As I touched on in my last piece, Minnesota Timberwolves star Anthony Edwards has improved on nearly every single statistical category in his fourth year in the league. His bolstered mid-range game has been the most impressive part of his growth when it comes to the shot-making, leading to an increase his points per game output and field goal percentage. But the playmaking strides he has flashed have been the most eye-opening development thus far in his fourth NBA season.
The year-over-year numbers tell an important story for Edwards; one that shows consistent improvement on the margins and one that is playing a large part in why Ant and the Wolves are off to a historic start this season. The 2020 No. 1 overall pick is currently averaging a career-best 5.0 assists, which is an improvement over the 4.4 per contest he recorded last season, the 3.8 in his sophomore season, and the 2.9 in his rookie campaign. Edwards’ playmaking may not grab the headlines because he isn’t making flashy behind-the-back passes or showtime lobs. But it’s a continued improvement in his basketball IQ, which has helped slow the game down for him, and thus allowed him to make the right read more often.
Sometimes, hitting singles and doubles are better than swinging for the fences. That has been Edwards approach when it comes to passing this season, it has been conducive for improved consistency as a passer. With his ability to score the ball, Edwards is going to be the center of attention for opposing defenses. The best thing about that though, is he has a ton of weapons around him and the more he learns how to get them involved, the more dangerous he’ll be as a player. Considering how lethal he already is on the offensive end, that’s a scary thought.
Karl-Anthony Towns is up to 50.2% from the floor and 41.1% from beyond the arc, while knocking down 91% of his free throws — on pace to join the NBA’s illustrious 50/40/90 club. Mike Conley is shooting a blistering 43.3% from three. Naz Reid is shooting 39.2% from 3. Jaden McDaniels is shooting 58.2 (!!)% from the floor and 38% from deep. Kyle Anderson is shooting 51% overall despite his refusal to shoot the long ball, and only knocking down 16.7% when he does pull the trigger.
Nickeil Alexander-Walker is up to 35.6% from downtown after a rocky start to the season. Troy Brown Jr. has turned it up as of late shooting 2-4 against the Memphis Grizzlies, 5-6 (3-4 from 3) against the Oklahoma City Thunder and 3-6 (2-3 from deep) against the Utah Jazz in his last three outings.
Edwards is going to garner the attention he rightfully deserves with the talent he possesses, and he has teammates that are more than capable to step up and knock down shots off looks he creates.
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These types of plays demonstrate where teams are willing to sell out on Edwards and attempt to limit him offensively. In this first clip against the Golden State Warriors, Ant is coming off an empty side pick and roll with Karl-Anthony Towns and his gravity has all five defenders with their feet in the paint leading to an easy kick out and an open three for Naz Reid.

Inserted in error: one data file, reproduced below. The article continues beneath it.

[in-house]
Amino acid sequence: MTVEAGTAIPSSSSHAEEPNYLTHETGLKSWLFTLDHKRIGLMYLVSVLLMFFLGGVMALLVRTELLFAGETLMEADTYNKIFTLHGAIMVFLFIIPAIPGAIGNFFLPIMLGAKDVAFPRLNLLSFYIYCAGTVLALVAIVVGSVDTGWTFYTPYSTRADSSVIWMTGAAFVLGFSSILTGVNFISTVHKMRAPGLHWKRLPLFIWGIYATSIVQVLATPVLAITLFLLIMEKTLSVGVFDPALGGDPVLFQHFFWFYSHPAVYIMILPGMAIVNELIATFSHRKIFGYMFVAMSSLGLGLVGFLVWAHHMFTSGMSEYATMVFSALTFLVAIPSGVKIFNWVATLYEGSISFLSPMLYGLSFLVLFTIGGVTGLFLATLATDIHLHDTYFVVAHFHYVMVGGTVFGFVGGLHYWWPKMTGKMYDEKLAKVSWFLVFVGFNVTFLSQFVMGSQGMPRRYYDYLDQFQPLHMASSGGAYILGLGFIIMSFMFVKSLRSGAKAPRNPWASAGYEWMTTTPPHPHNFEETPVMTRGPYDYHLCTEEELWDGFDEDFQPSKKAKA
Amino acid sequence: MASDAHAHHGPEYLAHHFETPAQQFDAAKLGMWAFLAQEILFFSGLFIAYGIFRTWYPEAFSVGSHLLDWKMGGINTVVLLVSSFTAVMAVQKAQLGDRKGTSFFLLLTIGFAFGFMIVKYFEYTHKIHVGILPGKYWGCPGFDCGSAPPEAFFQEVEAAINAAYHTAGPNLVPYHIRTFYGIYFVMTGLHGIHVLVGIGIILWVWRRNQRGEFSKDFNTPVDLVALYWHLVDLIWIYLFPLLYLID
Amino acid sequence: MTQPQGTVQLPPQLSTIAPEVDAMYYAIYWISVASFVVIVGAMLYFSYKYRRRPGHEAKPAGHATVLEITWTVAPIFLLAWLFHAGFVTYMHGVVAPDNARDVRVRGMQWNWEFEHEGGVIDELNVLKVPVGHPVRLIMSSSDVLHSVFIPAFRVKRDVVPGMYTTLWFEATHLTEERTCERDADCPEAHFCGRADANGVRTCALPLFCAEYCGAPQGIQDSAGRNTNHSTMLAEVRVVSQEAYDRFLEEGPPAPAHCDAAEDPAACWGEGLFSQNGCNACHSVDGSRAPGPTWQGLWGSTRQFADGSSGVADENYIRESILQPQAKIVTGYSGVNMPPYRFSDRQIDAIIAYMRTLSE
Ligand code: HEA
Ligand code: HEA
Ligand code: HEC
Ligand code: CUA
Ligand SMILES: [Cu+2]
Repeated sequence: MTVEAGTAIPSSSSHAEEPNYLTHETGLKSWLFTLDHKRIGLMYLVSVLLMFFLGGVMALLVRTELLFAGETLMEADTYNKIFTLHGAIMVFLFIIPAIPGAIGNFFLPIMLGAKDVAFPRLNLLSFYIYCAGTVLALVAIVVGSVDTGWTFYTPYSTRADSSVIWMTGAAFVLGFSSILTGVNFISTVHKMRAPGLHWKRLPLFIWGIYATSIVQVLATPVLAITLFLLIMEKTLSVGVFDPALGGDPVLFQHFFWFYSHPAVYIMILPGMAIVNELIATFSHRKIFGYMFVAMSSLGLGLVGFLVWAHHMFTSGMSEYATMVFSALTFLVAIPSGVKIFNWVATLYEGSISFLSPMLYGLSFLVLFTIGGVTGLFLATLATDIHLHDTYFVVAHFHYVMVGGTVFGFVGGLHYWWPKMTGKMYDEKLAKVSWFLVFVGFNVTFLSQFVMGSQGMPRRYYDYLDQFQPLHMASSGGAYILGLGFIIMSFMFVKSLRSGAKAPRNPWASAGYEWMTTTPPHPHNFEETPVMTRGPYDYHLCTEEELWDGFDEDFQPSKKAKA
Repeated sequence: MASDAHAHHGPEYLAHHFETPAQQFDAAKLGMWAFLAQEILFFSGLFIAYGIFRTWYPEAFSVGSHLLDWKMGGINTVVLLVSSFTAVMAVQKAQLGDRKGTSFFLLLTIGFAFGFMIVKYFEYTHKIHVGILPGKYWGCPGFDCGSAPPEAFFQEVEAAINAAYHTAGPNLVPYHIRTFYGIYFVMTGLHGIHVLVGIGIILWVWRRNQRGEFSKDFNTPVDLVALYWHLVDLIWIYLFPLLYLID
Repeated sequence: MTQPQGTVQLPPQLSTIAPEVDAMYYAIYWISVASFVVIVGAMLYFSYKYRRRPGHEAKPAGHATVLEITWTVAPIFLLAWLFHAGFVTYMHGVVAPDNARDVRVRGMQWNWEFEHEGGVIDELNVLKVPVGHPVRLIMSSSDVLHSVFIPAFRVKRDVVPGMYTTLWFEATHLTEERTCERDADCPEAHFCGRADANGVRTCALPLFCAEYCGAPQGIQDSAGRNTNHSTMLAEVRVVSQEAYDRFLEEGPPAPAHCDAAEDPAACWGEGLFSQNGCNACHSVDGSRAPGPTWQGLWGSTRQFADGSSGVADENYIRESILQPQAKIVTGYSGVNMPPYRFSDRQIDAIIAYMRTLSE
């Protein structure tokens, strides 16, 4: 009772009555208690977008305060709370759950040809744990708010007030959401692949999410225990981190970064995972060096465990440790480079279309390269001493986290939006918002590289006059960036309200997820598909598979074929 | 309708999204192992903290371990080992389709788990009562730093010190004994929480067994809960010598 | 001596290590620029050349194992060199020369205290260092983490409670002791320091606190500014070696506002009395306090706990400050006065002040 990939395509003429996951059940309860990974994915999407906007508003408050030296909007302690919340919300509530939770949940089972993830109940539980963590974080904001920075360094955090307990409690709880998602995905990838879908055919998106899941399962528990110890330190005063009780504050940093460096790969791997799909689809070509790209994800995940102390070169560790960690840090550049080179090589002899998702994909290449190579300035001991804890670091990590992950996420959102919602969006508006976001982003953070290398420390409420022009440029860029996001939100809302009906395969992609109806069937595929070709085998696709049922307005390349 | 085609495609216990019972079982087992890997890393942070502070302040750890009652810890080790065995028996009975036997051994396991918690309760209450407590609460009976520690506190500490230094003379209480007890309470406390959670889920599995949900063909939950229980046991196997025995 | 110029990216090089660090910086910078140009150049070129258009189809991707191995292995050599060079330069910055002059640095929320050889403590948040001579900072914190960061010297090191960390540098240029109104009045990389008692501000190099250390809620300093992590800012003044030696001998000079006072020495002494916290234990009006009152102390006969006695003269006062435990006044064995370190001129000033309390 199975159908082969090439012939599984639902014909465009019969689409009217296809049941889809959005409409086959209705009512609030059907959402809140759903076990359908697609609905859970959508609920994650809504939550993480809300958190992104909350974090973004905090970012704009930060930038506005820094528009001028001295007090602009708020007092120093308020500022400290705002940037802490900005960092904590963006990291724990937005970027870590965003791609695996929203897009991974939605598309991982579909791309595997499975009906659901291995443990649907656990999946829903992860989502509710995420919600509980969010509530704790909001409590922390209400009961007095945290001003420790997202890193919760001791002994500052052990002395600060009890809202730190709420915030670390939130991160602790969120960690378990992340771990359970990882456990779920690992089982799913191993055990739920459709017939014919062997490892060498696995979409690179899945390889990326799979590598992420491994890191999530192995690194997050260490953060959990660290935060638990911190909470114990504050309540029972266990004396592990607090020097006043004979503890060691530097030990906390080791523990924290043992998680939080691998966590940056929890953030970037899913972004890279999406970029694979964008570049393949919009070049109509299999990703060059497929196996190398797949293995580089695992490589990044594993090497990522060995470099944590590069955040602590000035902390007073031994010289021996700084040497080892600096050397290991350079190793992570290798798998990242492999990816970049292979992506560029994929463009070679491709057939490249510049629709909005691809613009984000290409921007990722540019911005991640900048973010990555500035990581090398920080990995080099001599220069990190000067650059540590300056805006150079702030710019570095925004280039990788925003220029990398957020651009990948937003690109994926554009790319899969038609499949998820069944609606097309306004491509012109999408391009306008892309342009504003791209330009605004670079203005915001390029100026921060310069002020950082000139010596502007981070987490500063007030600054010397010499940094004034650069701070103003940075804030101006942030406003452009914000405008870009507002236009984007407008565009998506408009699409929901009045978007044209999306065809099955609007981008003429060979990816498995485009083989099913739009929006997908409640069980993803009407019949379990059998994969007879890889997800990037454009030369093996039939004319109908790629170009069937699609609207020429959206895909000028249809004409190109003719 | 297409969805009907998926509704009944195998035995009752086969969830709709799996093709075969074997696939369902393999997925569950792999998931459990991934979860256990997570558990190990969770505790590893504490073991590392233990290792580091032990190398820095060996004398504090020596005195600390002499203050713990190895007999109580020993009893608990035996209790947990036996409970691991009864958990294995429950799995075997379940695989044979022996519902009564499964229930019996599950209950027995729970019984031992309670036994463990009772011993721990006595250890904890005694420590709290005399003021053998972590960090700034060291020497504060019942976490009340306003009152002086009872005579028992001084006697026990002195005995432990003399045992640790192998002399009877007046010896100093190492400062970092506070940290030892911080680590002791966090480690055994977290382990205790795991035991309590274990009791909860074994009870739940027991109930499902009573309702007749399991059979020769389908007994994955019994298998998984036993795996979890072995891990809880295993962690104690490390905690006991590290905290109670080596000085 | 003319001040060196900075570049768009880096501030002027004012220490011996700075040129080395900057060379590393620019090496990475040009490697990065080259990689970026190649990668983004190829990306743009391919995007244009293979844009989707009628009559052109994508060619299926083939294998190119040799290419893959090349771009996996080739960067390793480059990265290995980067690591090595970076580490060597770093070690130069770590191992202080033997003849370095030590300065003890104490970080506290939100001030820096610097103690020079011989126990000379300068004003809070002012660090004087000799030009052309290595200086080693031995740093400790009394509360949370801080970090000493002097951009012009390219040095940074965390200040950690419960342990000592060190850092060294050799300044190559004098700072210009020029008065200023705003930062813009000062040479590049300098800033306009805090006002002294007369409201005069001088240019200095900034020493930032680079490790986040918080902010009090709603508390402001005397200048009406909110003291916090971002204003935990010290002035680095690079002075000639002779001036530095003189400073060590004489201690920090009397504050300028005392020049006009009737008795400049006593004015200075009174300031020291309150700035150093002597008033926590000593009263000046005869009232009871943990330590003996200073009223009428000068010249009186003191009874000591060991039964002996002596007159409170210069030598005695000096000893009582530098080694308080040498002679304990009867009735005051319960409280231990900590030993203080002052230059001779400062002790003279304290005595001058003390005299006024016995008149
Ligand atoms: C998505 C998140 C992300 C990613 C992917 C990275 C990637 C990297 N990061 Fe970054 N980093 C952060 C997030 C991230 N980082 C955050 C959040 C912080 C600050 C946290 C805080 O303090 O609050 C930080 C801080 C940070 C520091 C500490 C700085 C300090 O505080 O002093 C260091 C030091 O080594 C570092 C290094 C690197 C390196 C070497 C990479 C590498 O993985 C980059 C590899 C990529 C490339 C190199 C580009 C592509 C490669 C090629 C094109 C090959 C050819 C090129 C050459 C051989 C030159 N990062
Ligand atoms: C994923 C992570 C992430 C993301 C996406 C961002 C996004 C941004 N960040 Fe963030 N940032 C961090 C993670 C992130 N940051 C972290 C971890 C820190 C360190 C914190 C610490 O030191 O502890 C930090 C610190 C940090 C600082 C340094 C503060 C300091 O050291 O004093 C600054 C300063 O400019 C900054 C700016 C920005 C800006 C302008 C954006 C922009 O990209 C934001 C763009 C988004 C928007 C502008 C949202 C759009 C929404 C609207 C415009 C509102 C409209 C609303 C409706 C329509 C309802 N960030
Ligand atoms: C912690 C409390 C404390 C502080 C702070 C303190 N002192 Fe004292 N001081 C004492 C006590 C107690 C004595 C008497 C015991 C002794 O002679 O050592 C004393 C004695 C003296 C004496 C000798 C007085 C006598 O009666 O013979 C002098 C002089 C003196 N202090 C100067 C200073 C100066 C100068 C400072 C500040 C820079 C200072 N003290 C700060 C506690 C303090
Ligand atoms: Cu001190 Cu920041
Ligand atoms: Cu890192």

The second clip is a prime example of the game slowing down. In a game that saw Jaden McDaniels get ejected and Rudy Gobert put into a chokehold before either team scored a point, the Wolves are up by one with the shot clock dwindling and the game still in the balance. It would have been super easy for Ant to force up a tough contested shot here, but instead he swung it to an open Conley in the corner to put the game on ice. This is a tougher pass but it isn’t done with flash and flair; it’s the right read in a major spot.
This next play shows Ant rejecting the ball screen at the top of the perimeter and easily getting by his defender. This forces Malik Monk to have to help one pass away to stop easy dribble penetration which leads to a NAW wide open three.
The fourth clip shows four Sacramento Kings defenders all focused on Edwards in transition. Instead of barreling down hill and looking to get contact, Ant again makes the right read and swings it to a wide open TBJ in the right corner who cashes it in.
And lastly, the below play shows a defender again needing to sell out on Edwards because of his offensive ability and it turns into an easy bounce pass to a rolling Gobert. Looking again at the clip and other defenders, John Collins begins to float away from KAT as the action unfolds which could have been another easy pass as KAT is only one pass away.
I cannot reiterate enough that none of these are extremely difficult passes. They are simple passes that are being generated because he is making the right read. His offensive gravity is what opens up these opportunities to create good looks for his teammates.
When the Wolves are in the playoffs, where each shot matters that much more, the game slowing down to the point that Edwards can make the correct read, no matter how simple or difficult, will be pivotal in a team looking to advance to the second round for the first time since the 2003-2004 season.